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America is well known for its passion for killing criminals. Doctor Martin Luther King wrote in 1964, “More than twenty-five years ago, one of the southern states adopted a new method of capital punishment. Poison gas supplanted the gallows. In its earliest stages, a microphone was placed inside the sealed death chamber so that scientific observers might hear the words of the dying prisoner. The first victim was a young Negro. As the pellet dropped into the container, and the gas curled upward, through the microphone came these words: Save me, Joe Louis. Save me, Joe Louis. Save me, Joe Louis.”

It takes more than a few sentences to accurately describe any sports legend, but with great humility I’d like to share a few facts that might inspire you to search for more information about the life and legend of Joe Louis Barrow. Boxing authority Ring Magazine in 2003 listed the greatest punchers of all time, and boxer Joe Louis was number one. With 70 professional boxing matches Joe Louis had 52 knock outs and only three losses. He is usually listed as the fourth greatest boxer of all time.

Joe Louis had three losses out of 70 matches, and one loss was to German champion fighter Max Schmeling in 1936. In June of 1938, a couple of months after Joe Louis finished filming this movie, he faced Max Schmeling in the boxing ring once again. On the evening of June 22, 1938, the boxing match was broadcast live on radio throughout the world, and it probably had the largest worldwide audience for any live event up to that time. The match lasted a few seconds more than two minutes. Max Schmeling managed two feeble punches at the Brown Bomber while Joe Louis pummeled Schmeling. Schmeling dropped to the canvas three times in those two minutes, and the third time he fell to the floor he did not get up, ending the fight.

Power like Joe Louis had always commands respect, but Joe Louis was about more than brute power. During the 1930’s many famous boxers became infamous because of their scandalous private lives. Early in his career Joe Louis adopted seven commandments that he would live by to avoid any public scandal. Those seven rules were: 1. Never have a picture taken with a white woman. 2. Never go to a nightclub alone. 3. There will be no soft fights. 4. There will be no fixed fights. 5. Never gloat over a fallen opponent. 6. Keep a ‘dead pan’ expression in front of cameras. 7. Live and fight clean.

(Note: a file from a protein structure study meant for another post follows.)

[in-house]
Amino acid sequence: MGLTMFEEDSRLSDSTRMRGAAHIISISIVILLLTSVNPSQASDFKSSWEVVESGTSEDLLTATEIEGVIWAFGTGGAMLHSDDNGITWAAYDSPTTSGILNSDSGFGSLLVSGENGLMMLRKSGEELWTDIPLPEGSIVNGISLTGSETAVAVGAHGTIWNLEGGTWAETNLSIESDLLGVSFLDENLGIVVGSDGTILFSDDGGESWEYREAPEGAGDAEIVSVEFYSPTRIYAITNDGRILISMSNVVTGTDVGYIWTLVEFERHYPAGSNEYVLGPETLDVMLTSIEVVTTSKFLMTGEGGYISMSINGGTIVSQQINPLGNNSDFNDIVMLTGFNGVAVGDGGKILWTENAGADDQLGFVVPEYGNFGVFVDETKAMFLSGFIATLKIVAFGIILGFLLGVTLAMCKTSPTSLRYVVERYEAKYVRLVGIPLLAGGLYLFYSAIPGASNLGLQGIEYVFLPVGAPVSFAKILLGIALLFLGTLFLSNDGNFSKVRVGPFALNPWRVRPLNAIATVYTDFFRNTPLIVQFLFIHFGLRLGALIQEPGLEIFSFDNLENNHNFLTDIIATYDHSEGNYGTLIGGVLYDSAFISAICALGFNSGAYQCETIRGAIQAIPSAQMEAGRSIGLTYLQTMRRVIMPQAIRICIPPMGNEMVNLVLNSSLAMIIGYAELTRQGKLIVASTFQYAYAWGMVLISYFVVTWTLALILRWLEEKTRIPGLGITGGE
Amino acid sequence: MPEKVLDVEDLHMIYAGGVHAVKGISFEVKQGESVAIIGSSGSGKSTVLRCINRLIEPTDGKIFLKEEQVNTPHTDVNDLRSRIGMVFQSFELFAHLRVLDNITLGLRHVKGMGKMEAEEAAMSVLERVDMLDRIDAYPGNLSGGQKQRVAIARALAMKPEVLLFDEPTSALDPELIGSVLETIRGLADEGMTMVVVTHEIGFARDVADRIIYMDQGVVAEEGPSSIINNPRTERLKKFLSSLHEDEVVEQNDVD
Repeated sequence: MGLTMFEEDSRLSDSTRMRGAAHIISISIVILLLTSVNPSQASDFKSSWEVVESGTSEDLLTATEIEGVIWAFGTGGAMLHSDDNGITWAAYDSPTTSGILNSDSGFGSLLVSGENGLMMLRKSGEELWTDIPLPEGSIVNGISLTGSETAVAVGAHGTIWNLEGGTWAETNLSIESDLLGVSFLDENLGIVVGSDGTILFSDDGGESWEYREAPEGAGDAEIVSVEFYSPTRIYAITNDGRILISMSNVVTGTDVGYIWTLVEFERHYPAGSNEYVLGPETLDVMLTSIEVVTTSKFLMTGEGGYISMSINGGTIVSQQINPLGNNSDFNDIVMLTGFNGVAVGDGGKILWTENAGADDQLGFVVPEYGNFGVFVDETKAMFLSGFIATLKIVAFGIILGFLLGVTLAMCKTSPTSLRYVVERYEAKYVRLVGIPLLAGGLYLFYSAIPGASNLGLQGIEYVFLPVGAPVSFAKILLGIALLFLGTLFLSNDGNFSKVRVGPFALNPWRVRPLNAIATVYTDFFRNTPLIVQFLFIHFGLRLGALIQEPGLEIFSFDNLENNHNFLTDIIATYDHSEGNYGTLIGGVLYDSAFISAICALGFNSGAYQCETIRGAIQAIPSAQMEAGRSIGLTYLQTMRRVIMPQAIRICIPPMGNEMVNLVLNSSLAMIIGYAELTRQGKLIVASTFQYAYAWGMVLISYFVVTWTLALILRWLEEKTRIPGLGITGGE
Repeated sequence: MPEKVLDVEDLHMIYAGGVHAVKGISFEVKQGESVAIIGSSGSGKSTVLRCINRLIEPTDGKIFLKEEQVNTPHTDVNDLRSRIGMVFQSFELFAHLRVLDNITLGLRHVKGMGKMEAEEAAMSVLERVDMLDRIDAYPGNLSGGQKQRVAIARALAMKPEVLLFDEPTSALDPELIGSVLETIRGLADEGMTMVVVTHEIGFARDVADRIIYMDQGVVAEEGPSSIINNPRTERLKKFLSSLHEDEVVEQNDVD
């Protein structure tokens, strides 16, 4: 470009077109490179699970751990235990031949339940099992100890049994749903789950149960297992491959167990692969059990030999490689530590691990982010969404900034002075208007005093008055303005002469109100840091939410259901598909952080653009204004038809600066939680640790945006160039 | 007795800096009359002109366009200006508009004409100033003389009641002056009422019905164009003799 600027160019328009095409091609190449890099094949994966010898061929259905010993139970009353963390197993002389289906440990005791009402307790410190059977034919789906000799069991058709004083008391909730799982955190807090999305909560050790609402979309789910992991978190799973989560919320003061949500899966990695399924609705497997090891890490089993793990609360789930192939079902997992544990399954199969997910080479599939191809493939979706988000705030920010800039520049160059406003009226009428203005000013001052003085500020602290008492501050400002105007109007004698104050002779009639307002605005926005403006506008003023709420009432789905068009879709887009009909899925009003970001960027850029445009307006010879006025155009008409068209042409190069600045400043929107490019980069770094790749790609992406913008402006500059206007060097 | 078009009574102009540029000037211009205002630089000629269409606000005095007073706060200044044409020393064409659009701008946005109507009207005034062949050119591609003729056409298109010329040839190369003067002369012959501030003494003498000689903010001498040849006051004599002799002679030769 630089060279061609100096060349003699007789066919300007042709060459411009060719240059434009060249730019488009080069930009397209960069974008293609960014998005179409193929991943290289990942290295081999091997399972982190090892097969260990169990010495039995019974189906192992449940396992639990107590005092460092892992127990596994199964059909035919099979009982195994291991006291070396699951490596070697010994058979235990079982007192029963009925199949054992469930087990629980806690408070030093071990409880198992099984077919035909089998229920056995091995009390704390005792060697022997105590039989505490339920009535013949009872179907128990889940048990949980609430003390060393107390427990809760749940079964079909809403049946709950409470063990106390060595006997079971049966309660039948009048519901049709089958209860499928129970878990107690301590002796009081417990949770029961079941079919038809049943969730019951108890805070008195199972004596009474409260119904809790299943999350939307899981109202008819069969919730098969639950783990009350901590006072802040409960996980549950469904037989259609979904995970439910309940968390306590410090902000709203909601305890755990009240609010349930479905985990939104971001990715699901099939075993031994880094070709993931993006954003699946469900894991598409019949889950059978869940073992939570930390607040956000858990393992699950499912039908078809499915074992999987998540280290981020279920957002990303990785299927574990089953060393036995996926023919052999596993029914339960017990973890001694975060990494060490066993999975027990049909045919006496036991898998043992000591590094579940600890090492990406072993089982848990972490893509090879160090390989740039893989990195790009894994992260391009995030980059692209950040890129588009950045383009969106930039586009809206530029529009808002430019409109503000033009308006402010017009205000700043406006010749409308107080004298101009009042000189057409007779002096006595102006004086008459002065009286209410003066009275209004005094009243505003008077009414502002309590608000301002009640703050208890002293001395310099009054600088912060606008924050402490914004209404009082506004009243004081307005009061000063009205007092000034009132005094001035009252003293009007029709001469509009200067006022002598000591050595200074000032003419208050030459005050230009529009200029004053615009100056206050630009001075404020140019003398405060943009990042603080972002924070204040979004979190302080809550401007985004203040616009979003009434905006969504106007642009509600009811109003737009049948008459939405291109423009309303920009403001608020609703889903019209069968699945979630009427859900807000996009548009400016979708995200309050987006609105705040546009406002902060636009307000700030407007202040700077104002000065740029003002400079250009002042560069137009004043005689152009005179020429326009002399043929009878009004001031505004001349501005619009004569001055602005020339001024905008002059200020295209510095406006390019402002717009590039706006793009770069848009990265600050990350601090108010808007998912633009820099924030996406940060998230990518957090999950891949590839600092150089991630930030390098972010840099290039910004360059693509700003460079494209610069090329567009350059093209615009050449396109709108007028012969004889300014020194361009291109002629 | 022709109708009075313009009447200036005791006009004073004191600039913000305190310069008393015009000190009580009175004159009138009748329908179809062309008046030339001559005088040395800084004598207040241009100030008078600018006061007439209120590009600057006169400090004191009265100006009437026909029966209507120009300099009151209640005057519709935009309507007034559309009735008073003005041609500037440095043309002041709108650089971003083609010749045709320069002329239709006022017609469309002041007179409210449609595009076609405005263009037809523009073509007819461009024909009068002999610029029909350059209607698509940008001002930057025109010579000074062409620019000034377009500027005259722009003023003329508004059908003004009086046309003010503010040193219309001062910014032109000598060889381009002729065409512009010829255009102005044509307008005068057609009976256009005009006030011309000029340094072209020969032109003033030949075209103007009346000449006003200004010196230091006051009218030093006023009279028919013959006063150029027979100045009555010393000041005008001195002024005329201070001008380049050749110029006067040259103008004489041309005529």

Joe Louis, nicknamed the Brown Bomber, was a legendary and ferocious fighter inside the boxing ring, and a gracious gentleman outside the ring. Joe Louis also had a passion for golf, and in 1952, after retiring from the boxing ring, he became the first black man that was allowed to play in a PGA tour event, thanks to a sponsor’s exemption. Joe Louis died in 1981 and President Ronald Reagan waived the rules for Arlington Cemetary so that Joe Louis could be buried there. Former apponent Max Schmelling paid for the funeral and was a pallbearer at the ceremony. Joe Louis was a complete and total legend among all athletes, and a world-changing gentleman among men of any color between 1934 and 1951. Pop a big bowl of white kernel popcorn with plenty of warm melted butter drizzled over it and enjoy the show.

Director: Harry L. Fraser

Stars: Joe Louis, Clarence Muse, Edna Mae Harris

66 minutes.